Haoua a terminé ses cours de Master 2 (projets de développement) en 2014. Elle a dû changer de professeur en 2015 pour travailler sur sa thèse. Elle vient d’être informée que son diplôme sera reconnu par CAMES. Elle est déterminée à soutenir, mais pas avant 2018. Il n’y a pas de date limite. Sa thèse est terminée aux 2/3, toujours sur le sujet de son expérience avec le sésame. Elle travaille comme comptable, situation offerte grâce à un ami de Charles Diener. Elle vient d’avoir une hausse de salaire jusqu’à 115.000 CFA par mois. (recommandée par Sonya).


Haoua Nikiema finished her course work for her Master’s in September 2014. There is no deadline for defending her thesis. She has one chapter to go to finish. She hopes to defend this year.

The sesame harvest in 2015 was a success—eight times the harvest of 2014. She is doing her thesis on this experiment. (See my report, Day 3.)

She has been working for a few years now as an accountant at an Indian firm while she takes courses in the evening. She just received an important salary raise.




Haoua’s thesis is on a development project. Her mother started a women’s agricultural cooperative in her father’s village. Haoua talked the women into growing sesame. There’s a growing market for sesame and the women could earn some money.

Day18_07What had happened was the result of a series of small mistakes. Haoua was ill and didn’t come often enough. The women ignored early signs of blight. Haoua detected a parasite and consulted an agronomist who confirmed it and prescribed an insecticide. Oussene brought the insecticide to the village because Haoua was still ill with an attack of malaria. The women didn’t want to use the insecticide until rain was due, because it is dangerous. It never rained. The insecticide was never used. The plants died.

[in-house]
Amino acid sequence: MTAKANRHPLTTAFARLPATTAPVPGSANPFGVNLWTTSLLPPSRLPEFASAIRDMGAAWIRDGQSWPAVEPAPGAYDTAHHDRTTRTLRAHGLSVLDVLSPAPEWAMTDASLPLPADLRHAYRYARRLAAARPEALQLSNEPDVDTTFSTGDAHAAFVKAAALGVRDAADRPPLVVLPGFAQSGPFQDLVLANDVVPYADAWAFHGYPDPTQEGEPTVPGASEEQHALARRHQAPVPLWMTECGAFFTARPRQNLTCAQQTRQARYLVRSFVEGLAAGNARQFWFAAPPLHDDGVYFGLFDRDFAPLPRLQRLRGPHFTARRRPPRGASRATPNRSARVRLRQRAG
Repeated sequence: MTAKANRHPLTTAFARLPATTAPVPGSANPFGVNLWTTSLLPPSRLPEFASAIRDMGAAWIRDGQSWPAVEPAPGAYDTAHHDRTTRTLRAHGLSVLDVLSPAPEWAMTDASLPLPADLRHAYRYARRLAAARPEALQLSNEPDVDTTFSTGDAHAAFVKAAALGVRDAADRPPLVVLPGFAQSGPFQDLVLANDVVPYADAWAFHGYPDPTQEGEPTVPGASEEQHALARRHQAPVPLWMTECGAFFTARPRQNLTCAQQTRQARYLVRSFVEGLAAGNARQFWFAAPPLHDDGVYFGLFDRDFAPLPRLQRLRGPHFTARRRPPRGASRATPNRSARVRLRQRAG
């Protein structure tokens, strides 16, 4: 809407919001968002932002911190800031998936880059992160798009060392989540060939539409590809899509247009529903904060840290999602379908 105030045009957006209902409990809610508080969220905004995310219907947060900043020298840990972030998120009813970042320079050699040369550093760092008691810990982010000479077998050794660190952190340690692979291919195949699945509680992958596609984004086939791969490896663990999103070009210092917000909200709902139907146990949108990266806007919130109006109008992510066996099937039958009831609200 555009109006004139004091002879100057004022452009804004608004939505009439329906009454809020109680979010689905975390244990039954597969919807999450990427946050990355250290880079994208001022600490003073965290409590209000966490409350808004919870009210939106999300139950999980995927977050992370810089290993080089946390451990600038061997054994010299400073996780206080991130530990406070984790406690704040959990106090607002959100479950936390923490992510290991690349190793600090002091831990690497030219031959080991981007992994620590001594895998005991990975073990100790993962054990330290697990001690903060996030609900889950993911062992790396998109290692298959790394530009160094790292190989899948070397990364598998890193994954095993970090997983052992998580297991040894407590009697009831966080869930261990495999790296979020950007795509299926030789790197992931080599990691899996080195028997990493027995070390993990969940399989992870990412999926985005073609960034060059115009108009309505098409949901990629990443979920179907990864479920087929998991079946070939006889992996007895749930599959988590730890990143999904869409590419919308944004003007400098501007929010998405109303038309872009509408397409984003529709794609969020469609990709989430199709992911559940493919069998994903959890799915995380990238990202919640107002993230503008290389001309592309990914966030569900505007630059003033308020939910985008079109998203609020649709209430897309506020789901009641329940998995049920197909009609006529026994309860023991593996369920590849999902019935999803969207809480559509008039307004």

Then Haoua spoke. Word must go out to all in the village that we must work together, she said. “This season we can do better.”


On another day, Mariam accompanied me for a visit with Haoua’s thesis advisor at her university, l’ESCO-IGES, Professor Siaka Barro. Haoua was discouraged; she was to do her thesis on this project.

Professor Barro and Haoua.

Professor Barro and Haoua.

Professor Barro wasn’t discouraged. “To fail doesn’t necessarily make you a failure,” he said to Haoua. “The real failure is not to learn from your mistakes.” He urged her to do her thesis on the failed project, analyzing it carefully and then to develop a five-year plan. “You can defend it in two months,” he said. Haoua seemed revved up to write her thesis and defend it this year. Meanwhile, the rains resumed in July, and the planting of the new crop has begun.



SAMSUNG DIGITAL CAMERAHaoua lost a school year last year when the University of Ouagadougou shut down because it had become so far behind that the only way to catch up was to skip a year. This year, she switched to a private university, with the objective of getting a one-year graduate degree, a kind of half-Master’s, called in French une Maîtrise.

She is studying Development Project Planning, and her thesis will be based on work she is doing with a 17-woman agricultural cooperative in her father’s home village 25 km outside of Ouagadougou.


Haoua briefing coop members on the sesame project.

Haoua briefing coop members on the sesame project.

The women earn no money at present. Haoua thinks they can make a profit cultivating sesame. We met a professor who told us that the export value of sesame is rising, while that of cotton, Burkina Faso’s cash crop, is falling. We ate in a Turkish restaurant in Ouagadougou in January and were told Turks are coming to Burkina Faso for the sesame. We think Haoua is on to something. The Bertini Fund gave us a grant to help Haoua get started. She also has the support of a New York-based donor.



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